Retaking the Bar Exam? What You Should Know

While every law student is terrified at the prospect of having to take the bar exam once, let alone twice, retaking the bar exam is always a possibility. There are two circumstances where you may find yourself retaking the bar exam: you may fail the bar exam or you may move to a state that doesn’t have reciprocity with your current state.

This post will take a look at these two situations and how your approach to retaking the bar exam will be different for each. Let’s start with the more difficult one, retaking after failing.

Retaking the bar exam after failing

There’s no way to sugar coat this—retaking the bar exam after failing is incredibly difficult. The emotional strain will be be hard and your level of exhaustion will be immense.

So, first things first: Take a break. Hopefully you were able to take some sort of break after the bar exam. Regardless, you should take a couple of days or even a week off after getting your bar results before you jump back into studying.

It’s not all bad news—there is one silver lining to retaking the bar exam. You’ve already studied for the bar exam so you’ve got a leg up on the competition! Since the bar exam is scored on a curve, you should have a very good chance of beating out more students who are taking the bar exam for the very first time. While you may feel discouraged as you sit down to study for the bar exam a second time, keep this in mind to stay motivated and as upbeat as you can.

Since you’ve already learned most of the topics on the bar exam, the trick to studying the second time around is determining why you failed the first time. Do you need to better manage your stress during the bar exam? Or was there a particular subject area or section of the bar exam that brought your score below a passing score?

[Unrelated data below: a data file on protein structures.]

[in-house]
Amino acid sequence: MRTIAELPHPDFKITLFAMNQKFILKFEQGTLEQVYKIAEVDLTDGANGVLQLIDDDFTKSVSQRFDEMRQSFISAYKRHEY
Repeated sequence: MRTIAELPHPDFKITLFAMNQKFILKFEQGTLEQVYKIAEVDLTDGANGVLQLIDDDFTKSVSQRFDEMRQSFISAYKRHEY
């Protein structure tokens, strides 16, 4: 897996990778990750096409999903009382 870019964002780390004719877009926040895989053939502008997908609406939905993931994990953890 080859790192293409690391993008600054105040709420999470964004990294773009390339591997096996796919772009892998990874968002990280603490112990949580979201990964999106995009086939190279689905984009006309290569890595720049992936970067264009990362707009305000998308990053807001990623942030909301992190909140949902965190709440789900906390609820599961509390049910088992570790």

Once you’ve analyzed your bar exam results and identified your areas of focus, then, and only then, should you start studying. However, you shouldn’t plan to study in the exact same way as last time. Be sure to make some changes to ensure that your score is better next time.

Plan to follow a solid bar exam study schedule and consider enrolling in a class, or a different class if you enrolled in one previously.

By analyzing what didn’t work last time and changing your study habits, you’re sure to pass the bar on your next try!

Retaking the bar exam after moving

If you’re in the unfortunate situation of moving from a UBE jurisdiction to a non-UBE jurisdiction, or vice versa, then retaking the bar exam can be daunting. While this will in no way be a fun task, the good news is that you’ve successfully studied for the bar exam before, and you can do it again!

You should follow the same study plan that worked for you in the past. If you’re moving to a state that administers the UBE, be sure to understand the UBE structure and how it may differ from the last bar exam you took.

Two quick notes of caution:

  • First, do not rest on your laurels if you passed the bar exam in another state. Retaking the bar exam will require you to study with the same force and energy that it took to pass the first time. Don’t underestimate how much time you’ll have to study even though you’ve passed before.
  • Second, if you will be working full time while studying for the bar exam, your approach will need to be different. You should plan to start studying earlier than last time since you won’t be able to study as much each day. Instead of a three-month study plan you should follow a six-month plan.


Retaking the bar exam is a very challenging task. Long days of studying with little fun ahead of you—again. The good news? You should be used to that from three years of law school and studying for the bar exam last time. But the effort is worth it. Follow a study plan, review bar study tips and essay templates, and you’ll crush the bar exam the second time!

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